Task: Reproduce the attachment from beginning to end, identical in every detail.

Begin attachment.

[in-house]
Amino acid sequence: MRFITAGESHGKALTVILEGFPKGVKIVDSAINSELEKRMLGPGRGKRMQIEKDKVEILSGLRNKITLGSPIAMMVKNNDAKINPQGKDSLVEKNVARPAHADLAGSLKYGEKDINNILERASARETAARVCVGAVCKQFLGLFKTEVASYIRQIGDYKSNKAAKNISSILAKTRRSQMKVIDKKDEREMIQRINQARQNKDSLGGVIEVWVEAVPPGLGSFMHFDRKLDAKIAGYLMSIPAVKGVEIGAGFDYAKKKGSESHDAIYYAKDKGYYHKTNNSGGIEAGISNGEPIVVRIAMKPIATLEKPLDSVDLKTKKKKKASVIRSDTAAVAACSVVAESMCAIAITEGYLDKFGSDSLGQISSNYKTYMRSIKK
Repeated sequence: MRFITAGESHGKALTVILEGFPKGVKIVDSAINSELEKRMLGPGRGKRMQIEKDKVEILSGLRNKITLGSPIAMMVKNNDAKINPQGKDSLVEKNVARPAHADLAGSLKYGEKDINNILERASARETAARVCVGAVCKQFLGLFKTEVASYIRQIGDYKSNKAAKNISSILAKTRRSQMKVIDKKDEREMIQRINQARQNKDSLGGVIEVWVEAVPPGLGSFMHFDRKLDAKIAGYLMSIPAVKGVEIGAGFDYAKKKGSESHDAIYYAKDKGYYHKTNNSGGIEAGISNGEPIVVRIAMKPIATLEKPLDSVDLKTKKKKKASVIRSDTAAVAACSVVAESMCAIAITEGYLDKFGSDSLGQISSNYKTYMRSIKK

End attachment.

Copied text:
[in-house]
Amino acid sequence: MRFITAGESHGKALTVILEGFPKGVKIVDSAINSELEKRMLGPGRGKRMQIEKDKVEILSGLRNKITLGSPIAMMVKNNDAKINPQGKDSLVEKNVARPAHADLAGSLKYGEKDINNILERASARETAARVCVGAVCKQFLGLFKTEVASYIRQIGDYKSNKAAKNISSILAKTRRSQMKVIDKKDEREMIQRINQARQNKDSLGGVIEVWVEAVPPGLGSFMHFDRKLDAKIAGYLMSIPAVKGVEIGAGFDYAKKKGSESHDAIYYAKDKGYYHKTNNSGGIEAGISNGEPIVVRIAMKPIATLEKPLDSVDLKTKKKKKASVIRSDTAAVAACSVVAESMCAIAITEGYLDKFGSDSLGQISSNYKTYMRSIKK
Repeated sequence: MRFITAGESHGKALTVILEGFPKGVKIVDSAINSELEKRMLGPGRGKRMQIEKDKVEILSGLRNKITLGSPIAMMVKNNDAKINPQGKDSLVEKNVARPAHADLAGSLKYGEKDINNILERASARETAARVCVGAVCKQFLGLFKTEVASYIRQIGDYKSNKAAKNISSILAKTRRSQMKVIDKKDEREMIQRINQARQNKDSLGGVIEVWVEAVPPGLGSFMHFDRKLDAKIAGYLMSIPAVKGVEIGAGFDYAKKKGSESHDAIYYAKDKGYYHKTNNSGGIEAGISNGEPIVVRIAMKPIATLEKPLDSVDLKTKKKKKASVIRSDTAAVAACSVVAESMCAIAITEGYLDKFGSDSLGQISSNYKTYMRSIKK